Is there a more magical time of year than budget time? When the whole country works itself into a fever of excitement waiting to hear what bold new direction it is about to be violently thrust in, and our political superiors gather to decide just how best to ensure that everyone, from the lowliest of disability pensioners to the mightiest of mining moguls, can share in the prosperity of our great nation. Not equally, obviously — we don’t want to reward sloth.
But in the redistribution of wealth, there is something for everyone, whether it be money, educational opportunities, or the simple satisfaction of self-sufficiency. It is a marvellous time of year for all. For our politicians, who experience the giddy progressive thrill of using their privileged positions at the head of the mighty ship of state to make slight, inconsequential adjustments to the status quo. For political and economic journalists, who get to relax and take a break from journalistic work for a little while as they simply resubmit their budget commentaries from last year where they claimed the Government "didn’t go far enough".
And most importantly, for the great Australian public, who are reminded every budget that they have a part to play in making this great democratic experiment work and that they must all do their bit to create a better world, and with this in mind leap into action to flood the newspaper letter pages with noble expressions of civic spirit along the lines of "Dear Sir, Given that I am a law-abiding taxpayer with a highly paid job, my own house and an extremely large car, I want to know why the federal budget has made no provision for giving me lots of free money, considering how much of my hard-earned taxes are being squandered on providing high-grade heroin for unemployed paedophiles. Is this political correctness gone mad? Name and address supplied."
The main issue that rears its head at budget time is the question of who the winners and losers are. Obviously, in a way, we’re all winners, just because we get to share in the experience of a federal budget and enjoy the fruits of modern economics. But in another way, of course, we are very much divided into those for whom the budget comes as a blessed gift to ease the intolerable burden of our day-to-day lives, and those for whom the budget is likely to prove the final catalyst for descent into full-blown suicidal melancholy.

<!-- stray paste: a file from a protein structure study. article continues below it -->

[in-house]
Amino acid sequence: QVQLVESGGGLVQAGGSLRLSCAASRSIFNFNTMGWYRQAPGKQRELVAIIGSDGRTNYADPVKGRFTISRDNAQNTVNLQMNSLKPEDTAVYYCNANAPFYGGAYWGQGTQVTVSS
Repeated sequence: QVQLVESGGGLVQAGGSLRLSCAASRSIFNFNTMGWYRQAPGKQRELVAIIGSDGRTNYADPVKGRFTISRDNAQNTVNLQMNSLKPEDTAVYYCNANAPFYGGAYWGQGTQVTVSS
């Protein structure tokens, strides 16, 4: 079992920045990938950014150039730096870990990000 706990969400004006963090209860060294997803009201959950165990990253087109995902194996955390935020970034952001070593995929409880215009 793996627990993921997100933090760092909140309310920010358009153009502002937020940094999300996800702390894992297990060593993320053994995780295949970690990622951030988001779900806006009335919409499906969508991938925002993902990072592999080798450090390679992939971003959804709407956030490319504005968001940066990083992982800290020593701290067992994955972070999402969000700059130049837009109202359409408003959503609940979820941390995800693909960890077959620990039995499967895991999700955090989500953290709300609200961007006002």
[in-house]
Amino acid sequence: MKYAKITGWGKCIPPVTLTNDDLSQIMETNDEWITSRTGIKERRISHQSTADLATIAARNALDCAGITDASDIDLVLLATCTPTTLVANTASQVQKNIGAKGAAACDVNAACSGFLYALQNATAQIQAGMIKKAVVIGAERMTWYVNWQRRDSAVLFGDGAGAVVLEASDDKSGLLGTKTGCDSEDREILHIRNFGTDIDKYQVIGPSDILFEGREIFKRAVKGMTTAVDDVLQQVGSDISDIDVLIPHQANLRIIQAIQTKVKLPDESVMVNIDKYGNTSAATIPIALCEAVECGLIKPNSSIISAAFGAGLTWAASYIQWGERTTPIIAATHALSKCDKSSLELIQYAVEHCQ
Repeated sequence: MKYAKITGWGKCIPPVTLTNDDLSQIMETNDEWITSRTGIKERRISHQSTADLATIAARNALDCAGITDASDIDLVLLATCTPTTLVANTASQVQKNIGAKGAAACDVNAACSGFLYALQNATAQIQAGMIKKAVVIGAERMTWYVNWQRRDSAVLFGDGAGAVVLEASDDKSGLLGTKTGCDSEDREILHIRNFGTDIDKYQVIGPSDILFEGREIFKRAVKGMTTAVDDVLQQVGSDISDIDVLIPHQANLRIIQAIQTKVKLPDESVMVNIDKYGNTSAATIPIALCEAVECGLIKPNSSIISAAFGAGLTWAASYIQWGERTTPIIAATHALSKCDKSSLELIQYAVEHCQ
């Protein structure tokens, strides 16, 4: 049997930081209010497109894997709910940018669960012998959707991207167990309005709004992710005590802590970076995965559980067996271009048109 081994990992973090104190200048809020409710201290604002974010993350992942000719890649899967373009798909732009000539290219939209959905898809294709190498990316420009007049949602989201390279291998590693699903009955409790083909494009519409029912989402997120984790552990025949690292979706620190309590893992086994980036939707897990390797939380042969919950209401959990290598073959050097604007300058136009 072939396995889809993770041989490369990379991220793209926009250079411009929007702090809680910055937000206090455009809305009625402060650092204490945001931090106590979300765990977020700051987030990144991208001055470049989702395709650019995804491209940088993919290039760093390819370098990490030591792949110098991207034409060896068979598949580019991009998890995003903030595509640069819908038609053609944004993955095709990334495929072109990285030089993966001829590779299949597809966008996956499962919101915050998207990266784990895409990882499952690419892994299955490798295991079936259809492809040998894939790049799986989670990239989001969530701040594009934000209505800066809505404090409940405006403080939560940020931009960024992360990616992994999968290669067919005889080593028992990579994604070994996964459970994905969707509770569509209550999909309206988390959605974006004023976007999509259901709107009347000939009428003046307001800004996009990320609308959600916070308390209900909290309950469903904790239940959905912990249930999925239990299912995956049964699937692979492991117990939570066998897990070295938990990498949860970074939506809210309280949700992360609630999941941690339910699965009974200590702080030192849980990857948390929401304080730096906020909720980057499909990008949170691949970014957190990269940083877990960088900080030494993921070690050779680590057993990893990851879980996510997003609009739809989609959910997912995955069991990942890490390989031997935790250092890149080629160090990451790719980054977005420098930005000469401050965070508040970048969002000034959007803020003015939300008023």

How to tell which camp you fall into? Fortunately I am selfless enough to explain the niceties.
First of all, if you are a pensioner, you are a winner, and this must surely be the first time it has ever been possible to write that sentence. Pensioners have been granted a whopping $32.50 per week increase in their stipend, and although, being pensioners, they will undoubtedly react with stunning ingratitude to this, there is no doubt that the Rudd Government has set a new benchmark in giving old people a sporting chance at getting slightly older. For many pensioners, $32.50 is the difference between a painful death by starvation, and a comfortable life of simple malnutrition. Of course, some will complain that it’s not enough — it’s amazing how living through the Depression will create a sense of entitlement — but pensioners can definitely count themselves among the lucky ones.
For a start, they should be thankful they’re not stay-at-home mums, who have been struck a terrible blow with the news that they will be denied the Government’s new paid maternity leave scheme, forcing them to survive only on what they had in the first place plus the baby bonus, without the vital support of paid leave from the job they never had. Hard times indeed for traditional mothers trying to fight the growing tide of militant feminism.